GAO questions keeping AFRICOM in Germany

Pfc. Damien Davis, left, and Staff Sgt. James Bates, both of the Operations Group at the National Training Center in Fort Irwin, Calif., walk through a entryway obscured by smoke, Feb. 20, 2013. Their group is documenting the 2nd Brigade Combat Team, 1st Infantry Division from Fort Riley, Kansas as they train at NTC as the first brigade to be aligned with AFRICOM.


By JOHN VANDIVER | STARS AND STRIPES Published: September 10, 2013

STUTTGART, Germany — Relocating U.S. Africa Command to the United States would save the government about $65 million annually and create thousands of new stateside jobs, according to a government report that questions the wisdom of a Pentagon plan to keep the command in Germany.

Earlier this year, the Defense Department opted to keep AFRICOM in Stuttgart following an internal review that examined the costs and benefits of operating in Europe versus relocating to the U.S.

Then AFRICOM chief Gen. Carter Ham and DOD concluded that the benefits of Germany’s proximity to Africa outweighed the costs of the location. However, the Government Accountability Office now argues that DOD’s analysis failed to fully explain the operational benefits of staying in Germany and didn’t balance those factors against the multimillion-dollar cost saving advantages of relocating to the U.S.

“Until the costs and benefits of maintaining AFRICOM in Germany are specified and weighed against the costs and benefits of relocating the command, the department may be missing an opportunity to accomplish its missions successfully at a lower cost,” the GAO reported on Monday.

Although a 2012 study by DOD determined that a move to the U.S. would provide annual savings of roughly $65 million, create an additional 4,500 U.S. jobs and inject about $400 million into the local economy, it is unclear how those factors weighed into DOD’s decision to stay in Stuttgart, according to the GAO. The majority of savings comes from reductions in housing and cost of living allowances, which add up to about $80 million for AFRICOM, according to GAO. Those costs would range from  $19 million to $25 million in the U.S.

Meanwhile, the top factors for DOD in its 2013 decision to keep AFRICOM in Stuttgart was access to its area of responsibility and to Europe-based service components.

“However, little support exists showing how the factors were weighted relative to each other,” the GAO stated. “Moreover, the study describes how a small, forward-deployed headquarters element such as the ones employed by other U.S.-based combatant commands might mitigate operational concerns, but the study is silent about why this mitigation plan was not deemed a satisfactory option.”

In addition, about 70 percent of AFRICOM staff travels infrequently. “As  a result, these staff could be relocated in the United States without negative effects,” the GAO stated. “This is because the AFRICOM staff includes many support personnel — accountants, personnel specialists, information technology experts, and planners, among other staff — who do their jobs  primarily at the headquarters.”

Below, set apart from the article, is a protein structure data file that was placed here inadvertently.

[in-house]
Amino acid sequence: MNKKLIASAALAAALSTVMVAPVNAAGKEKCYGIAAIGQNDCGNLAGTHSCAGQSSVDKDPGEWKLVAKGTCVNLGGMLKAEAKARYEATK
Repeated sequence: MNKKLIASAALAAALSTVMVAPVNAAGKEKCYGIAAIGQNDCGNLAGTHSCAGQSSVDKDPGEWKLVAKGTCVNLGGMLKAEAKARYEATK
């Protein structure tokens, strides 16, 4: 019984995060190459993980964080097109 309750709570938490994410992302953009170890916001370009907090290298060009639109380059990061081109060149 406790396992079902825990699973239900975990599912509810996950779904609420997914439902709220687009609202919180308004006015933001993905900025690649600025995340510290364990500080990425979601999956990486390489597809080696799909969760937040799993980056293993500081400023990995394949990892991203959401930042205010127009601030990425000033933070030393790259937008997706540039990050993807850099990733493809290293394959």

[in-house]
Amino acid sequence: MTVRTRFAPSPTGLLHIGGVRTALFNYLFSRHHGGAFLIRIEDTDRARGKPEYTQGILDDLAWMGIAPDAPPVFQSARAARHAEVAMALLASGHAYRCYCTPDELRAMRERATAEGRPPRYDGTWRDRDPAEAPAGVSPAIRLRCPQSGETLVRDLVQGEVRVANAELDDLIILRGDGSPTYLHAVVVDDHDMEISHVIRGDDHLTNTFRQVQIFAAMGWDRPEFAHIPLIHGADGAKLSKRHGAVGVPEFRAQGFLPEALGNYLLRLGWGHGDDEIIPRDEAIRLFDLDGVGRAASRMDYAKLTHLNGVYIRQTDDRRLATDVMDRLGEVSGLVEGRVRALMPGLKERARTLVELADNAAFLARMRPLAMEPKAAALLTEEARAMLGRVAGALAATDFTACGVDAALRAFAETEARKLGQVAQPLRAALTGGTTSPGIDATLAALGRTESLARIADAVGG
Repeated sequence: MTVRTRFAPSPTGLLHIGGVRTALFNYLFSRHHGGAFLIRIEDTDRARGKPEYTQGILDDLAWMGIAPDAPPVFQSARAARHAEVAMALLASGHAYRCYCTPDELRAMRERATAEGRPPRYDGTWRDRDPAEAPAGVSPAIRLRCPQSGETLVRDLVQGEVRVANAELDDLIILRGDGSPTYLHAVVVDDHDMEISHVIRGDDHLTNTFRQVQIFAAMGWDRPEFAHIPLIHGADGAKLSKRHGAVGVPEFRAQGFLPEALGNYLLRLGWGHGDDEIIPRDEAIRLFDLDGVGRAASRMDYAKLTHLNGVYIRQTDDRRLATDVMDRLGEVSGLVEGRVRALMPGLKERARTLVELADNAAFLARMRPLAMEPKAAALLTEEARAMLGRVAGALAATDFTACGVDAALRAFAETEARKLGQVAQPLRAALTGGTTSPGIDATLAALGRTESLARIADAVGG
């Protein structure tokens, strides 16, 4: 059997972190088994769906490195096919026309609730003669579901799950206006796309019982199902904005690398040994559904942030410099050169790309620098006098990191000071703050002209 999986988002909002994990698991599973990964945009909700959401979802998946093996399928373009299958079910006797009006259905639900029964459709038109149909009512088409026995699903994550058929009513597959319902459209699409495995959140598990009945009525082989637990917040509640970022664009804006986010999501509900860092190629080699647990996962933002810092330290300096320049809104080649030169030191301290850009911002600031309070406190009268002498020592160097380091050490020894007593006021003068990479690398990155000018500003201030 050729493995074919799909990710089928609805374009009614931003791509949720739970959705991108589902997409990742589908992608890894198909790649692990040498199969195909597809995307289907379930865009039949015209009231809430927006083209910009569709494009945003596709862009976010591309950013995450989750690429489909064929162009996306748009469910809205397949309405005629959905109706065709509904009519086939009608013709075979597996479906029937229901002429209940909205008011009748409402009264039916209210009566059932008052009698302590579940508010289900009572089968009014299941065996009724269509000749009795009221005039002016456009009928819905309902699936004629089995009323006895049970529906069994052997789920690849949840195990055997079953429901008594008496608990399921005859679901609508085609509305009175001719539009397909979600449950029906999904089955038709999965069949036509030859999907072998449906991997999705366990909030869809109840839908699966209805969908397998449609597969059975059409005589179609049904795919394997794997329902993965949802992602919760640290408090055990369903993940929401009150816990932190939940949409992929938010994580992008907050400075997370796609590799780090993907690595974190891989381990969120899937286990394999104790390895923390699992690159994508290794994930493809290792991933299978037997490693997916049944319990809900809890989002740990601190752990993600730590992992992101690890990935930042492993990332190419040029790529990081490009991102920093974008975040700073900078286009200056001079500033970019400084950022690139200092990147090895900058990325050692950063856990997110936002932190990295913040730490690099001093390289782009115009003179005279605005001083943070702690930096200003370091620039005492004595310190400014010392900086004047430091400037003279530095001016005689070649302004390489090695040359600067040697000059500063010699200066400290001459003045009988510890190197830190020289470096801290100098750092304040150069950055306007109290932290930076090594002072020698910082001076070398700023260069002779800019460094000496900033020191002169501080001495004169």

The GAO’s review is the latest chapter in a seemingly endless saga for AFRICOM, which has been plagued by repeated questions about the location of its headquarters since it was launched in 2007. Many have argued that AFRICOM should have been located in Africa, but there was too much resistance from African countries.

There also were concerns about the additional costs of locating on the continent, which also would have involved establishing schools and basing infrastructure for military personnel and their families.

However, over the years there have been calls from lawmakers to move AFRICOM to the U.S. Politicians from Virginia, Florida, South Carolina and Georgia, eager for an economic boost, are among those who have been pushing for AFRICOM to set up shop in their home states.

The GAO review also comes on the heels of reports that DOD is considering a sweeping overhaul of its combatant command structure, including the possibility that AFRICOM could be merged back into European Command, which had responsibility for most of Africa prior to AFRICOM’s becoming a separate command.

According to the GAO, the Defense Department also considered such a merger in 2011, but dismissed the idea at that time.

In its response to the report, DOD stated that it will consider a “wide range of options” to meet the requirements of the Budget Control Act, which resulted in the so-called sequestration — long-term budget cuts.

“If any of those options require additional analysis of the location of AFRICOM headquarters, the Department will conduct a comprehensive and well-documented  analysis,” DOD responded.

The GAO report said DOD should conduct a new study to more thoroughly probe the operational and cost-saving benefits of alternative locations for AFRICOM.

“These options should include placing some AFRICOM headquarters personnel in forward locations, while moving others to the United States,” the report recommended.


from around the web